I’ve had homeschooling on the brain for the past few weeks, with thoughts about how things are going to go next year and excitement about all our new curricula (which I eagerly purchased in April and will tell you about soon). I’m beginning to feel that urge to get out all the things and get everything organized for fall. But then Baby Boy needs to eat or be changed or rocked, and so I don’t get into all that yet.
I have, however, been looking at resources online and learning lots of new things through various websites and podcasts and books. I found a new book and fun summer activity. And as I’ve been reading about this endeavor, I’ve been led to other great resources, and I’ve found myself falling down the homeschooling rabbit hole. It’s been quite enjoyable and informative, so today I’m linking with Kelly and sharing seven of the (nursing-and-newborn-friendly) things I’ve been exploring to prepare myself for our upcoming homeschool year.
It all started when I saw that Jamie Martin of Simple Homeschool has a new book and is hosting an online summer book club to promote it. The book, Give Your Child the World: Raising Globally Minded Kids One Book at a Time, is a collection of recommendations and summaries of children’s books about different people, places, and cultures around the world. The books are grouped by geographical area, and the online book club going on right now focuses on one area of the world, and the corresponding chapter in the book, per week. So far we’ve done a multicultural week, an Africa week, and we are now finishing up our Europe week, with North America coming up next.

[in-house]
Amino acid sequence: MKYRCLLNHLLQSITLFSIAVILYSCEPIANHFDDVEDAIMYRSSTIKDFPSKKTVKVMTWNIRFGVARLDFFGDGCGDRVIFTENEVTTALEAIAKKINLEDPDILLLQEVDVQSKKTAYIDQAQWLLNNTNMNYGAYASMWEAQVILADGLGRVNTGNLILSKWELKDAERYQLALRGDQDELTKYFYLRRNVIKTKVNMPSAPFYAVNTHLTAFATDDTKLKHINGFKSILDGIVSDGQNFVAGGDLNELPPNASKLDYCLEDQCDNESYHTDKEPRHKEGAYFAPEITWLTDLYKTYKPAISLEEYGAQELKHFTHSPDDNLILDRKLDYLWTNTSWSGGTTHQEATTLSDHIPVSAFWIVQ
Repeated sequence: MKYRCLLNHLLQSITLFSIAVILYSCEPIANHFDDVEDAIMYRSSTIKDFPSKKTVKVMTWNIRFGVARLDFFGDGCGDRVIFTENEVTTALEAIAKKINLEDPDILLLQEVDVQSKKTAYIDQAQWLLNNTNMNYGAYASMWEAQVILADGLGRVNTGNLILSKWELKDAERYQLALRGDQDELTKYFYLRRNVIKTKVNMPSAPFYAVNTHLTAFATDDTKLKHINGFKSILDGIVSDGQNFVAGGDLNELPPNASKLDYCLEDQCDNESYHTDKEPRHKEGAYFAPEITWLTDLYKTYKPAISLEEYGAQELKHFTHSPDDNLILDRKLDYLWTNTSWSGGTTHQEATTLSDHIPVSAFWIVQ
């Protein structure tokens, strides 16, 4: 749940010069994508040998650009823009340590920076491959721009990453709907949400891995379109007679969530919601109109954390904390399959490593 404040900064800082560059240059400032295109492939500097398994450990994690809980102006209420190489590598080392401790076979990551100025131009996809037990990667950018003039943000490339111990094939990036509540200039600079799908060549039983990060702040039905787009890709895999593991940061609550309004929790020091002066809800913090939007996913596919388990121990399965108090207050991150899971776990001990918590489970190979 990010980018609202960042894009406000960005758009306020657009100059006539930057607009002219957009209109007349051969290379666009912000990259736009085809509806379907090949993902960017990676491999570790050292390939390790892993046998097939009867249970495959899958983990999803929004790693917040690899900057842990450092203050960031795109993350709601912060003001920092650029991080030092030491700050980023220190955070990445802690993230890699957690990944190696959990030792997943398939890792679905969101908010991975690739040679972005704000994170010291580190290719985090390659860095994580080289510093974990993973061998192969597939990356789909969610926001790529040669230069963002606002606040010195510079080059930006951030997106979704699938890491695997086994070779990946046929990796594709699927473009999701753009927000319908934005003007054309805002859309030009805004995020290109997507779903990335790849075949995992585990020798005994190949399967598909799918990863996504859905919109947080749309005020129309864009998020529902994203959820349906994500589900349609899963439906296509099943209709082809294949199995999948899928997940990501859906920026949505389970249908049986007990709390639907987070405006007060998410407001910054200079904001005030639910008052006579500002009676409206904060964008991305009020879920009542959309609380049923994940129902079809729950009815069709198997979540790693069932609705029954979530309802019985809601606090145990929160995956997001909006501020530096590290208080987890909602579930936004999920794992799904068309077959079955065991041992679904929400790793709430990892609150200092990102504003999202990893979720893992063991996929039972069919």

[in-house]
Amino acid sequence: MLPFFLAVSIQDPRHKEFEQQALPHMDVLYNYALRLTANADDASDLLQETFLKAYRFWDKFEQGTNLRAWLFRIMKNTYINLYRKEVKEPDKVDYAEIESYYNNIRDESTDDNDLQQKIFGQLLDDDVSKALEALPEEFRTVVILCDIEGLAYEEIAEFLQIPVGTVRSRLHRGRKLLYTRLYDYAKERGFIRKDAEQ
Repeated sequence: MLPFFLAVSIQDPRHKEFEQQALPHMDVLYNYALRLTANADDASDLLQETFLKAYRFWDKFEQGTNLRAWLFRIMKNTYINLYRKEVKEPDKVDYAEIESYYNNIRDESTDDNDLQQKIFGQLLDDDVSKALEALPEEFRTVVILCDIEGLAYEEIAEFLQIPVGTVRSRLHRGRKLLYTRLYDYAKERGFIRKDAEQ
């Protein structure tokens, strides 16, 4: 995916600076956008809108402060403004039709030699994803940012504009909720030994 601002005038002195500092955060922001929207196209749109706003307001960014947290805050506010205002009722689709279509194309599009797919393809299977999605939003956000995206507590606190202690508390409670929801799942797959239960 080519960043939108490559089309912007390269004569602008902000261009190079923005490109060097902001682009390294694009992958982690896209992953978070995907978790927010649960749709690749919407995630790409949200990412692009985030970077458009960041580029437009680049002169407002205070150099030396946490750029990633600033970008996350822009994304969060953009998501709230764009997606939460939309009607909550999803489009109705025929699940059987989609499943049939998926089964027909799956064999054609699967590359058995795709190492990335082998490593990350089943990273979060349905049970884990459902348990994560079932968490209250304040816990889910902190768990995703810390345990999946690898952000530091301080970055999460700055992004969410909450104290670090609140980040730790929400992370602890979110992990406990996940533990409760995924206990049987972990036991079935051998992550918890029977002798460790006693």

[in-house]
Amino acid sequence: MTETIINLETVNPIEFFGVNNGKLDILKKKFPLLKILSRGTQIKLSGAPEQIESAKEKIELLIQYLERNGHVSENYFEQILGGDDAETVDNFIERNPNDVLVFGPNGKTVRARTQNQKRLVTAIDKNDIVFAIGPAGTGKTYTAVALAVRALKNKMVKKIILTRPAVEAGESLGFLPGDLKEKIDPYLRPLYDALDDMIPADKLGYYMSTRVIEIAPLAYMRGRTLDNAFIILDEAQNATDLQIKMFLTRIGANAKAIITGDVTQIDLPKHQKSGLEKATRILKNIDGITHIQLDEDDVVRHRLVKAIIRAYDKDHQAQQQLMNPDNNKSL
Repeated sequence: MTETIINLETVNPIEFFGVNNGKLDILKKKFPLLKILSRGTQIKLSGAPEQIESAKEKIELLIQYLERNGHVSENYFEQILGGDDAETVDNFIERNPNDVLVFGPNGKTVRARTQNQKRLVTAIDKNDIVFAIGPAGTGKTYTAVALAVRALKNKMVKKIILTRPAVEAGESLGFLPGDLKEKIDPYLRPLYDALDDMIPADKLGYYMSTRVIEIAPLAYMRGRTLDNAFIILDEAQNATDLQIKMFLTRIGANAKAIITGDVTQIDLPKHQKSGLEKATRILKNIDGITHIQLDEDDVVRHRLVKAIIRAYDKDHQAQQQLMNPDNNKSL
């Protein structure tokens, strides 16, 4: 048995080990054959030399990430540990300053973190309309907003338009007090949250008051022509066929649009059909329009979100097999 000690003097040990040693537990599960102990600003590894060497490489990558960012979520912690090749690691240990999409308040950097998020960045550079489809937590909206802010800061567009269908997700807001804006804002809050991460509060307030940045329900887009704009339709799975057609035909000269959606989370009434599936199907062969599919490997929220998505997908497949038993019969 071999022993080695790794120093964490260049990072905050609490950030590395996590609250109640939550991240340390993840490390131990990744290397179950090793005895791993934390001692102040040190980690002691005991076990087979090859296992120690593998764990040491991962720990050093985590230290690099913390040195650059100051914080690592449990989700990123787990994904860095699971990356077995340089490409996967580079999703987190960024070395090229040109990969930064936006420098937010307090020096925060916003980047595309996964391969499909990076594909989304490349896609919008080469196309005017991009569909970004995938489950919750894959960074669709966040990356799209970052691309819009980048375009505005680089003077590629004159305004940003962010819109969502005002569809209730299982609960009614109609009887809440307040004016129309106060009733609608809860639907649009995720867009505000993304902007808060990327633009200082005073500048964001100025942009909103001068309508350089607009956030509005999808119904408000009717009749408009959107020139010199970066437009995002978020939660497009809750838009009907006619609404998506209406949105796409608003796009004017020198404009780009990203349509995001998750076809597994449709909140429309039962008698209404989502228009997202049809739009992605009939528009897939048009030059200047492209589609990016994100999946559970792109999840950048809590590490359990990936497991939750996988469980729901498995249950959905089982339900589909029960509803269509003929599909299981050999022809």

Sarah MacKenzie has been kind of a co-sponsor of Jamie’s book club. I have read plenty of Sarah’s blog posts at Amongst Lovely Things, and have read her book Teaching From Rest, but I haven’t been into much of her content in a while. So when I saw she was doing the book club with Jamie, I thought I’d go over and check out some of her stuff. I watched a bunch of her scope videos on how she does homeschool, and then I decided to look into her Read Aloud Revival (RAR). This is a podcast and, for members, a set of online master classes about ways to cultivate a reading culture in your home. Right. Up. My. Alley. So I joined up and have been master-class-watching for weeks, along with watching her videos and listening to podcasts (all nice things to be able to do while nursing a baby!).
When I was watching one of Sarah’s videos, she mentioned a series of podcasts called “Your Morning Basket,” hosted by Pam Barnhill. These podcasts are about ways to implement or improve on morning time in homeschool. I did something in our homeschool last year that could roughly be considered morning time, but I have been wanting to improve this starting point of our day, so I was interested in checking out these podcasts. I have been listening to them from the beginning and I have learned so much from them! I’m a little addicted to them, to be honest.